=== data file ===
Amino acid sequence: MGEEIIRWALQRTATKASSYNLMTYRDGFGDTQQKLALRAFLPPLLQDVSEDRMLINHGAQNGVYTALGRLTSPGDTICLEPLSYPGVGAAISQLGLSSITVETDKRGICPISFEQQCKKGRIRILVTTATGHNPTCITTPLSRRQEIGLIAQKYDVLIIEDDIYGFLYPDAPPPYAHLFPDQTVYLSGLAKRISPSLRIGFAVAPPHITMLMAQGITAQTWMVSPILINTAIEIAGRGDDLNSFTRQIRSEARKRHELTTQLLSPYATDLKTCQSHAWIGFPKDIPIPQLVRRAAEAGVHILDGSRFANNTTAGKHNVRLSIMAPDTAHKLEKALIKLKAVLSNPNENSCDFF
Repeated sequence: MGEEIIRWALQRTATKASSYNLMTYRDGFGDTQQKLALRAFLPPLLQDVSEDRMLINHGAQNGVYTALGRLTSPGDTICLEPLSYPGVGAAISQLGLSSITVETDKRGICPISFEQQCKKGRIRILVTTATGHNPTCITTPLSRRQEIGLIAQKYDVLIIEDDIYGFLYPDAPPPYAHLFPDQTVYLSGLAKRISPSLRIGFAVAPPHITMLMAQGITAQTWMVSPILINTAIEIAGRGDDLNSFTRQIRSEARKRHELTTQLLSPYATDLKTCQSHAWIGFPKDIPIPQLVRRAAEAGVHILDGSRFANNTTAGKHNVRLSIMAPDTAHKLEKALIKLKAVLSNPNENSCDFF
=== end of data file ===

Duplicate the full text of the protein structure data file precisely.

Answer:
Amino acid sequence: MGEEIIRWALQRTATKASSYNLMTYRDGFGDTQQKLALRAFLPPLLQDVSEDRMLINHGAQNGVYTALGRLTSPGDTICLEPLSYPGVGAAISQLGLSSITVETDKRGICPISFEQQCKKGRIRILVTTATGHNPTCITTPLSRRQEIGLIAQKYDVLIIEDDIYGFLYPDAPPPYAHLFPDQTVYLSGLAKRISPSLRIGFAVAPPHITMLMAQGITAQTWMVSPILINTAIEIAGRGDDLNSFTRQIRSEARKRHELTTQLLSPYATDLKTCQSHAWIGFPKDIPIPQLVRRAAEAGVHILDGSRFANNTTAGKHNVRLSIMAPDTAHKLEKALIKLKAVLSNPNENSCDFF
Repeated sequence: MGEEIIRWALQRTATKASSYNLMTYRDGFGDTQQKLALRAFLPPLLQDVSEDRMLINHGAQNGVYTALGRLTSPGDTICLEPLSYPGVGAAISQLGLSSITVETDKRGICPISFEQQCKKGRIRILVTTATGHNPTCITTPLSRRQEIGLIAQKYDVLIIEDDIYGFLYPDAPPPYAHLFPDQTVYLSGLAKRISPSLRIGFAVAPPHITMLMAQGITAQTWMVSPILINTAIEIAGRGDDLNSFTRQIRSEARKRHELTTQLLSPYATDLKTCQSHAWIGFPKDIPIPQLVRRAAEAGVHILDGSRFANNTTAGKHNVRLSIMAPDTAHKLEKALIKLKAVLSNPNENSCDFF